One of the most frequently visited temples in Mumbai, Siddhivinayak Temple is dedicated to Lord Ganesha. Devotees from all over India including famous personalities from Bollywood and sports visit the temple to seek the blessings of Siddhivinayak Ganapati. The auspicious idol of Lord Ganesha is carved in a single black stone with its trunk turned to the right, making it unique in its kind. You can plan a visit to this temple with your family for a rich spiritual experience.

Chhatrapati Shivaji Terminus (CST), Mumbai

Chhatrapati Shivaji Terminus is another UNESCO World Heritage Site located right in the heart of Mumbai. Built-in the year 1888 during the British colonial period, the building exemplifies the Victorian-Gothic style of architecture. While you are here, don’t forget to take photos with your family and kids. And guess what, the most photographed magnificent CST building in India after the Taj Mahal!

Shri Mahalakshmi Temple, Mumbai

Built-in 1831 by a Hindu merchant named Dhakji Dadaji, this beautiful temple attracts many devotees daily, and also on Diwali and Navratri. On these two occasions, Shri Mahalakshmi is believed to come alive and fulfill the wishes of her worshippers. The other two deities are placed here, Sri Mahasaraswati and Sri Mahakali. The local home architecture of the temple and its unique surroundings, dotted with sweets and flower shops, make Mahalaxmi Temple an integral part of Maharashtra tourism.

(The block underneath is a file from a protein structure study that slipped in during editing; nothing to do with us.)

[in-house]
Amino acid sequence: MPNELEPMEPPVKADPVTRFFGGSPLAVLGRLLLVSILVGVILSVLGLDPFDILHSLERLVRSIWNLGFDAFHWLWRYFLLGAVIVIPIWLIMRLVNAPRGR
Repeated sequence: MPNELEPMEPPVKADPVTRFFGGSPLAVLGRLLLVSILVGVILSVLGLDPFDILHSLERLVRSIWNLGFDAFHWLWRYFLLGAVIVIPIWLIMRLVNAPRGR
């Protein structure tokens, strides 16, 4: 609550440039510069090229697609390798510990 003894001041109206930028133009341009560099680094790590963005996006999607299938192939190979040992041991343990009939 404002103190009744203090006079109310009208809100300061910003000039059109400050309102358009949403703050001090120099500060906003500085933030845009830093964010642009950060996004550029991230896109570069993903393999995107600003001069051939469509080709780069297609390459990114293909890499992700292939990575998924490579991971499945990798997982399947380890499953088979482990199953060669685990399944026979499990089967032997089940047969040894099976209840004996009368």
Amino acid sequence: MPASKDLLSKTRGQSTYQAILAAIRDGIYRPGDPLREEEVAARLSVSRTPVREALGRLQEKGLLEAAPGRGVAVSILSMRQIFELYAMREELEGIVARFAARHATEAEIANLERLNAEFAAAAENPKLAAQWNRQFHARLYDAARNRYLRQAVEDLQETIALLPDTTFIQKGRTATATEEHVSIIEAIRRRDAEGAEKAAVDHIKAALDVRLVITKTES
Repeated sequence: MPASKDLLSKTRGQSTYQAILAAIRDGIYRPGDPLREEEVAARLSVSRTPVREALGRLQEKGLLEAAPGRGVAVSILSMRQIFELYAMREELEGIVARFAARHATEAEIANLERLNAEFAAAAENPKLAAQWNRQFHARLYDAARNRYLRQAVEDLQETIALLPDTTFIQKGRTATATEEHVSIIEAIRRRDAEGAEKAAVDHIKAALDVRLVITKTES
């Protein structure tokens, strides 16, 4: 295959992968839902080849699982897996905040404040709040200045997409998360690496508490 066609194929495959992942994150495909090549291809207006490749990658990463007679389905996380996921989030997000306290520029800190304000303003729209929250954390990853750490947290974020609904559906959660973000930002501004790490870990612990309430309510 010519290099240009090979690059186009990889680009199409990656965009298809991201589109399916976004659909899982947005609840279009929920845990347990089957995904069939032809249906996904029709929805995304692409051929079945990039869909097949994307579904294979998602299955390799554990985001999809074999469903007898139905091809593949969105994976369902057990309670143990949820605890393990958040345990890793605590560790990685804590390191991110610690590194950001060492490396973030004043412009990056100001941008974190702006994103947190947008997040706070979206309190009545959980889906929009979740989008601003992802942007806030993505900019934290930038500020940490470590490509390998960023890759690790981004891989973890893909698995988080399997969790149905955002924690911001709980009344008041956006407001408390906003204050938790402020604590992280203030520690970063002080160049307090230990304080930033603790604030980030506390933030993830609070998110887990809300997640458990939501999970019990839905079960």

Old Churchgate Station, Mumbai

Not far from the Victoria Terminus station, which is still alive today, there is a building of the no less old Churchgate station. Now it houses the Indian Railways Administration, but the building is interesting not for this, but for its bizarre, again colonial architecture. The building’s shapes and finishes combine austere Gothic lines with rich Mughal decor.

State University, Mumbai

The clock tower, the Gothic pointed windows and the red double-decker passing by – it would all be painfully similar to England, if not for the fans of coconut trees hanging overhead. The British left behind in Mumbai a whole block of imperial neo-Gothic buildings that look surprisingly organic in the tropics.

The elegant building of the university with an 80-meter tower can be viewed not only from the outside but also to get inside – to the university library and meeting hall.

Bombay High Court, Mumbai

Another fine example of colonial neo-gothic architecture, built-in 1840 in Mumbai. The architect who designed the building was inspired by medieval Germanic castles, so as not to leave anyone entering the Bombay Supreme Court doubts about the fairness and solidity of the justice being done here.

by the way
The Indian stone carvers involved in the construction of the Supreme Court building were apparently not aware of European traditions: one of the columns of the building is decorated with a bas-relief depicting a one-eyed monkey playing with the scales of justice.

Haji Ali Mosque

The Haji Ali Mosque is located off the coast on a small island. It was built in 1431 by a wealthy merchant named Haji Ali, who was later promoted to a saint. According to legend, before the sacred Hajj (travel to Mecca), Haji Ali distributed all his property to the poor, but he never made it to Mecca and died on the way. The coffin with his body mysteriously sailed back to Bombay, and from then on Haji Ali was considered a saint.

You can walk to the mosque along a narrow isthmus only at low tide. On Thursdays and Fridays, the holy place is flooded with thousands of pilgrims, so it is better to choose other days to visit it.

Antilia Tower